if(this.props.favorites.length =10 ? "-"+(favoriteDate.getMonth()+1) : "-0"+(favoriteDate.getMonth()+1);
            let favoriteDay  = (favoriteDate.getDate()+1) >=10 ? "-"+(favoriteDate.getDate()+1) : "-0"+(favoriteDate.getDate()+1);
            let fifteenMinutesUntil = new Date ( favoriteDate.getFullYear()+favoriteMonth+favoriteDay+"T"+item.startTime+ "-"+"03:45");
          
            let id = (item.id).toString(); 
            if( fifteenMinutesUntil >= Date.now()){
              PushNotification.localNotificationSchedule({
              id: id, //for Android
              userInfo: {id: id}, //for iOS
              message: item.title + ' will begin in 15 minutes',
              date: new Date(fifteenMinutesUntil),
           });} 
          }
    }

One thing you should know is that even to send local push notifications, you will need to get the permission from Apple to do so.

As quoted from their docs

For a provider to communicate with APNs, it must employ a valid authentication key certificate (for token-based connection trust) or SSL certificate (for certificate-based connection trust). You obtain either of these certificates from your online developer account, as explained in “Configure push notifications” in Xcode Help. To choose between the two certificate types, read Provider-to-APNs Connection Trust. Whichever certificate type you choose, provider connection trust is prerequisite to a provider sending push notification requests to APNs.

Hope this was helpful.

React Native Push Notifications

See Refactored Push Notifications to get the update. Hey, I said I make mistakes, right?

The most recent feature we have been charged to add to the Replay FX application for the Replay FX convention this summer is push notifications. In the app, convention goers are able to save favorite events locally so they can have their own tailored schedule. We wanted a push notification for them that would let them know when an event they had ‘favorited’ was coming up in fifteen minutes.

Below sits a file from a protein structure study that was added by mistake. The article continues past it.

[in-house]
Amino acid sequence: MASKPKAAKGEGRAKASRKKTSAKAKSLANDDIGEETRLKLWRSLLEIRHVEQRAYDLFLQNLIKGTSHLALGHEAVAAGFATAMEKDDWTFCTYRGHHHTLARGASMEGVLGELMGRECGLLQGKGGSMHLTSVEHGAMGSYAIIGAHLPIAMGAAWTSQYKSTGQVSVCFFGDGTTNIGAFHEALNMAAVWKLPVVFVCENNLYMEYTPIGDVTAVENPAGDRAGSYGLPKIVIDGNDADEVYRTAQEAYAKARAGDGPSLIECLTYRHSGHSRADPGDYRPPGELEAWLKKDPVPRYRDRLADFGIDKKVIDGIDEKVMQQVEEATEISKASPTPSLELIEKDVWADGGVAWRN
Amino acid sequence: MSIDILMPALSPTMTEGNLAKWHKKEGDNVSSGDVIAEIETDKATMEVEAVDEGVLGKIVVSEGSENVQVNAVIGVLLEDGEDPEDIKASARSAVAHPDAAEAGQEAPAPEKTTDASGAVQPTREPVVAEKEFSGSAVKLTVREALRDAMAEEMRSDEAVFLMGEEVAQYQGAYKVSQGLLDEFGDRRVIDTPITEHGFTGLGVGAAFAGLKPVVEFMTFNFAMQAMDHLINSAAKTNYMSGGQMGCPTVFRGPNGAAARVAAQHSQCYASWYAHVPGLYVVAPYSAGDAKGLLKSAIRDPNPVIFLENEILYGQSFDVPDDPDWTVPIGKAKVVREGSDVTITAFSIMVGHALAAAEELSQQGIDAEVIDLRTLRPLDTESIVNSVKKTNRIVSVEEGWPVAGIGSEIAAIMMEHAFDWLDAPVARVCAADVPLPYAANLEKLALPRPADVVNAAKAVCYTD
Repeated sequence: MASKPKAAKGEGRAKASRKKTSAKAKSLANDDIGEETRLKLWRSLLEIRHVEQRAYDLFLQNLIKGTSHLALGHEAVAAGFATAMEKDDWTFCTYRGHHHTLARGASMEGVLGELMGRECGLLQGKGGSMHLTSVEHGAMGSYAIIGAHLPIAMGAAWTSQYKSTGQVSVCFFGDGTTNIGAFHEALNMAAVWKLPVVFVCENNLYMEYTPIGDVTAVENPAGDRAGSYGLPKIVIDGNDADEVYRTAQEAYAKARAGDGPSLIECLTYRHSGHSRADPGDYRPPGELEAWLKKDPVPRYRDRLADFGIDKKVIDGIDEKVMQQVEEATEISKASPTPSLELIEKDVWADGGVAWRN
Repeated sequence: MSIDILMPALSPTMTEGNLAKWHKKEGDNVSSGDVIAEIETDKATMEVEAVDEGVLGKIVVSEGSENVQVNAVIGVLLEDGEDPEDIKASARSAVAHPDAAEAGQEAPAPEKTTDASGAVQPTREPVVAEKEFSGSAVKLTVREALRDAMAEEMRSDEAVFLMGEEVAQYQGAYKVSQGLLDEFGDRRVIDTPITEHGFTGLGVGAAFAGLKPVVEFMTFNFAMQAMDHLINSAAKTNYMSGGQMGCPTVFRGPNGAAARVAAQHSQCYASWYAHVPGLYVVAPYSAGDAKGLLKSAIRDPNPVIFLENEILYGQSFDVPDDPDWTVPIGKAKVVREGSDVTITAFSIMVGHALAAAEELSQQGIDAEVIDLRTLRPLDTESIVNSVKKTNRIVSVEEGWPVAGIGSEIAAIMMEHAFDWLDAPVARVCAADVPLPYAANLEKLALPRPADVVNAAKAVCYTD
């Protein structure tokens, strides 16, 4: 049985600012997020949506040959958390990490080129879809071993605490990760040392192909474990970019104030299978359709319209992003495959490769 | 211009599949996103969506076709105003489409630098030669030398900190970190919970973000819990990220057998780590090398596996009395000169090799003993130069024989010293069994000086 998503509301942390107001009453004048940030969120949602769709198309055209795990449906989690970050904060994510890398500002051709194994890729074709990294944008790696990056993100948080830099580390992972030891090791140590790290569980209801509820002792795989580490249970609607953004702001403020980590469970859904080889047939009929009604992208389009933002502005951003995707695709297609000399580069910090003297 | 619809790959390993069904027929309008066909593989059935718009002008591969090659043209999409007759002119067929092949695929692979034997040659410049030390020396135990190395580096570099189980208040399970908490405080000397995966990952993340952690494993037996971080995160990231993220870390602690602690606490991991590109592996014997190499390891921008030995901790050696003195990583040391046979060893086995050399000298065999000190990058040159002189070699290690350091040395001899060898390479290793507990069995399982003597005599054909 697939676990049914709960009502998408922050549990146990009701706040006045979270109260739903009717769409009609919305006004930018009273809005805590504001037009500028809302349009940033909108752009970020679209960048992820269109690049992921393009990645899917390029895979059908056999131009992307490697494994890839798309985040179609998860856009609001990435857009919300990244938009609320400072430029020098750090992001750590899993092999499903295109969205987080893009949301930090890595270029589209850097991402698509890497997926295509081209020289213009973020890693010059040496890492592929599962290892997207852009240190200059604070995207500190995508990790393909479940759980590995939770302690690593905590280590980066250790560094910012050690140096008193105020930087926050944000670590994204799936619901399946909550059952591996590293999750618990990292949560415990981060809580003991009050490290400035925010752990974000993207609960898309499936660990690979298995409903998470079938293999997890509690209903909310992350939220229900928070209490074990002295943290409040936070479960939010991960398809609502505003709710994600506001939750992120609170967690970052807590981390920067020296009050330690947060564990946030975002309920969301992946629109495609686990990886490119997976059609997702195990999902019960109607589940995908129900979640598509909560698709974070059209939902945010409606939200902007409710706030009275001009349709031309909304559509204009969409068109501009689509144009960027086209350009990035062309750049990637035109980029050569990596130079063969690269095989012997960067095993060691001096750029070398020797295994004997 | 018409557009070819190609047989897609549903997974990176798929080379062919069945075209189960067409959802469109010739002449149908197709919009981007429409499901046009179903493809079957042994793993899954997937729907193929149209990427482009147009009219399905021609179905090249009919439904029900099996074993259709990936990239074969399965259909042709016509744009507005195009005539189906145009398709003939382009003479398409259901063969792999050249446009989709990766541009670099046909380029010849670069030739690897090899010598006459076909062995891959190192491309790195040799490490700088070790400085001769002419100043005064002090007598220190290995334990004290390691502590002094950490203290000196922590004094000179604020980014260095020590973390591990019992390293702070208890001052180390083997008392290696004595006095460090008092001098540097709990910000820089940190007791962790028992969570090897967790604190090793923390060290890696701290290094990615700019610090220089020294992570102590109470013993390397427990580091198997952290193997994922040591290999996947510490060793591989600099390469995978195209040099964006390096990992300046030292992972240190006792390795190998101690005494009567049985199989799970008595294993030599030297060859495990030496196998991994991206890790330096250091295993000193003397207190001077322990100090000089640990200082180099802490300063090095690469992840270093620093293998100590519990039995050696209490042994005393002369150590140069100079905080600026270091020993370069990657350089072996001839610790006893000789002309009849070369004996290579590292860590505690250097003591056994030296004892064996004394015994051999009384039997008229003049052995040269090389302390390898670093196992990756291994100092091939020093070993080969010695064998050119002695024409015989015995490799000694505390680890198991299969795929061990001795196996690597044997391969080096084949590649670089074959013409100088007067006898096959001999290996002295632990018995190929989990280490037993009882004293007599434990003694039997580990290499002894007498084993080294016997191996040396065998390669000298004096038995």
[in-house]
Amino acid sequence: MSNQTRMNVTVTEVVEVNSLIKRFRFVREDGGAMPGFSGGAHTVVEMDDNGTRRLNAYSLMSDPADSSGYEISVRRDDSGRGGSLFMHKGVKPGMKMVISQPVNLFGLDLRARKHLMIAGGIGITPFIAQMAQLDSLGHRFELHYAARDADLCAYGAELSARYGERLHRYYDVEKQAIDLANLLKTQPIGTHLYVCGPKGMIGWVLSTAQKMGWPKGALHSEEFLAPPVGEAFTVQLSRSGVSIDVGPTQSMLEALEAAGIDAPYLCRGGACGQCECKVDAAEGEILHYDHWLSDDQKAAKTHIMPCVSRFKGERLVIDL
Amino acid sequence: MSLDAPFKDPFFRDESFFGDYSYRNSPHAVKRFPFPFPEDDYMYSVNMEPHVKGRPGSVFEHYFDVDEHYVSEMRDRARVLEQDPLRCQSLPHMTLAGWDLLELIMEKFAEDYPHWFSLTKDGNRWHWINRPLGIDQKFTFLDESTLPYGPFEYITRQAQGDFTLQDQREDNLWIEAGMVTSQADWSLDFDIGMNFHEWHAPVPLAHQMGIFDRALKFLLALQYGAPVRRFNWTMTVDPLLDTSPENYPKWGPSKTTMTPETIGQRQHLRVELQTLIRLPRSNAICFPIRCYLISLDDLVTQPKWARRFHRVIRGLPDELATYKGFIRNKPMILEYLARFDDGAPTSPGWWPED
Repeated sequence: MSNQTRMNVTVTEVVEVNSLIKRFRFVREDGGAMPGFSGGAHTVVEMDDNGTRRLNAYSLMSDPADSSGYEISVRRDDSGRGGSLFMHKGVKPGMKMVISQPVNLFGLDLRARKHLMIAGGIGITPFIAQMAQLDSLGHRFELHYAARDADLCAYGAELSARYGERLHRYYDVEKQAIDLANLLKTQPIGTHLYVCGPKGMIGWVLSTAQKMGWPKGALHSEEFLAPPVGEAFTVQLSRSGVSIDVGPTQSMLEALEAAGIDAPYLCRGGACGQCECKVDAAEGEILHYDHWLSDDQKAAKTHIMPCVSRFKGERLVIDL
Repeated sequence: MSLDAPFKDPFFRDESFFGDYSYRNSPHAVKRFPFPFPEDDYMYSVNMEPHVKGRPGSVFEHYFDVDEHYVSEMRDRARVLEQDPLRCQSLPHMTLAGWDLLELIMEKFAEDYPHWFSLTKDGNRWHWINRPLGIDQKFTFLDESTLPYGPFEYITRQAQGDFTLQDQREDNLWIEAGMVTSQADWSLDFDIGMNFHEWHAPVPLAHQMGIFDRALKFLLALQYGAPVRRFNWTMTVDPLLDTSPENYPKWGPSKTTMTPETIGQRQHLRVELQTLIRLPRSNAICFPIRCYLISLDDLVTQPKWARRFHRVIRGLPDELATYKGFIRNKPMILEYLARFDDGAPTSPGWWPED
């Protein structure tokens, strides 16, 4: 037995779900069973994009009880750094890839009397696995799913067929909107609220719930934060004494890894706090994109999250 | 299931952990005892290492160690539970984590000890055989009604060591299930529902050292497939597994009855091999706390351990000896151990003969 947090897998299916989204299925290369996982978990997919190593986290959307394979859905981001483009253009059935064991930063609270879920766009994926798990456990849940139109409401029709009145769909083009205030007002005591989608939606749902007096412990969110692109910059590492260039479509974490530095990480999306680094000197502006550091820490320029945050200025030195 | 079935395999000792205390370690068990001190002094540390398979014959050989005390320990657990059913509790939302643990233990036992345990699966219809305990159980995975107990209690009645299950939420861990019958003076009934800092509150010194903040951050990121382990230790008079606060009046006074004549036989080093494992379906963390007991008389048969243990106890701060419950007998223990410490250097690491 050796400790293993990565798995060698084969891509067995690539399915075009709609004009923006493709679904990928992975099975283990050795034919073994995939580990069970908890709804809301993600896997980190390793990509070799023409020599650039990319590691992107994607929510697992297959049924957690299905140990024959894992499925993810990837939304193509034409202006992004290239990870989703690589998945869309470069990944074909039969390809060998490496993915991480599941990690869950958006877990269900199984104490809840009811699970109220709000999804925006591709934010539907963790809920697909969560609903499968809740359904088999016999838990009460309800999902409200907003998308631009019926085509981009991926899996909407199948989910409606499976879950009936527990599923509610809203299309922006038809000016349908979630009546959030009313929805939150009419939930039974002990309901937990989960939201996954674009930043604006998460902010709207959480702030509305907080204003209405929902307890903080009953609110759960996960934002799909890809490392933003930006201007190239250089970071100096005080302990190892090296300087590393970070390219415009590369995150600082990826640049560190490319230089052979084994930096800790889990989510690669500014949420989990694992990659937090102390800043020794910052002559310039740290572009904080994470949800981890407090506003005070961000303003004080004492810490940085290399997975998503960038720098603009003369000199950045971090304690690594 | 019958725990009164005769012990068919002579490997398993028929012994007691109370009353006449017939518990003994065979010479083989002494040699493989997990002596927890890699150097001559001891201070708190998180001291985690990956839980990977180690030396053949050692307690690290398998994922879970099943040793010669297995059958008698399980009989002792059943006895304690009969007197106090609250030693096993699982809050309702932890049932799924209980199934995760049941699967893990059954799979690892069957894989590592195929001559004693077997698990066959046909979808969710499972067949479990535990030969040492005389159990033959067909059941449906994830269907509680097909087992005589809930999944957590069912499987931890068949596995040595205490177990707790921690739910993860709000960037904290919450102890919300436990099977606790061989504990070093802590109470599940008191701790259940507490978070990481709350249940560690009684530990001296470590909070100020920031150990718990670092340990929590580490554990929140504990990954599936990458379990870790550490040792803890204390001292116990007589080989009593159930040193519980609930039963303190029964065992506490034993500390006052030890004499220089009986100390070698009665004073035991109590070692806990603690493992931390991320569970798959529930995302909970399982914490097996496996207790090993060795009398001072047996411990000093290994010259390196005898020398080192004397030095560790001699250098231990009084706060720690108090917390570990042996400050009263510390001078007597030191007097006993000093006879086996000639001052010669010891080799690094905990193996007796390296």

We chose the package “react-native-push-notification,” so that we could configure local notifications on both IOS and Android. I watched this helpful video to get started. There are several files to change in Android, and you can easily follow along with the video or use the docs. I did not work on the IOS side, but my colleague Cray configured that in XCode. He had used something similar when he did a code test building a chatbot.

So, we started with a separate file that has State. It has to have “state” because it needs to be updated based on time and the current app state. Cray first had a notification sending based on intervals just as in the video. To render the notification, he imported the component to the item piece of our list view and included it inside the view like this:

Screen Shot 2017-04-28 at 1.52.13 PM

Now that he had set up where and how the PushController component renders, we needed to fine tune the PushController file. Of course, import the file at the top.
import PushNotification from 'react-native-push-notification';


The following code in some kind of form needs to exist to configure the push notifications. Of course, you do not need to console.log but can do all kinds of other things with the notification object upon callback.

componentDidMount() {
  AppState.addEventListener('change', this.backgroundNotification);
    PushNotification.configure({
      onNotification: function(notification) {
         console.log('NOTIFICATION:', notification);         
      },
    });